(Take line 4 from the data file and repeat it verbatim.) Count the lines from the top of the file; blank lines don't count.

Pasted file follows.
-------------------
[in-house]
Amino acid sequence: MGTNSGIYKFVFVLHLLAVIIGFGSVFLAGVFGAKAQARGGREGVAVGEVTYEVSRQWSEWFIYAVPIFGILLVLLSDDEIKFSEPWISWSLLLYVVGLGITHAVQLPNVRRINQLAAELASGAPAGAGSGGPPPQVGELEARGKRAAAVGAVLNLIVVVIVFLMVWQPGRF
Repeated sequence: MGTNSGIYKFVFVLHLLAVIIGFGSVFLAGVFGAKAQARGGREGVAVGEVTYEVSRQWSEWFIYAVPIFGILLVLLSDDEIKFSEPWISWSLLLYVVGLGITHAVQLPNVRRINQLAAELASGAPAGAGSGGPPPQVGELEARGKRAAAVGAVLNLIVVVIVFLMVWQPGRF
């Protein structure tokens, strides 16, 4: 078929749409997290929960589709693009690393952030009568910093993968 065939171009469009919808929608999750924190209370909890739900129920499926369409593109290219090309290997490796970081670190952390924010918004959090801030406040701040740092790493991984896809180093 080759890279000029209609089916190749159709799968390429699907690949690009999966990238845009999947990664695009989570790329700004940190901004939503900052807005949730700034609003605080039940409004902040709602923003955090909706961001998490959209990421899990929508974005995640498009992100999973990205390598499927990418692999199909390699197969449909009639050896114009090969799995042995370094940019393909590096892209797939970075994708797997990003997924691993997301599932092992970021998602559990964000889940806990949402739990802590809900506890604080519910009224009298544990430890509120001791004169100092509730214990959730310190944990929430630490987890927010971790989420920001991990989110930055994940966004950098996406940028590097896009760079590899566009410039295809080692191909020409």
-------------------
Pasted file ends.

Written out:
């Protein structure tokens, strides 16, 4: 078929749409997290929960589709693009690393952030009568910093993968 065939171009469009919808929608999750924190209370909890739900129920499926369409593109290219090309290997490796970081670190952390924010918004959090801030406040701040740092790493991984896809180093 080759890279000029209609089916190749159709799968390429699907690949690009999966990238845009999947990664695009989570790329700004940190901004939503900052807005949730700034609003605080039940409004902040709602923003955090909706961001998490959209990421899990929508974005995640498009992100999973990205390598499927990418692999199909390699197969449909009639050896114009090969799995042995370094940019393909590096892209797939970075994708797997990003997924691993997301599932092992970021998602559990964000889940806990949402739990802590809900506890604080519910009224009298544990430890509120001791004169100092509730214990959730310190944990929430630490987890927010971790989420920001991990989110930055994940966004950098996406940028590097896009760079590899566009410039295809080692191909020409």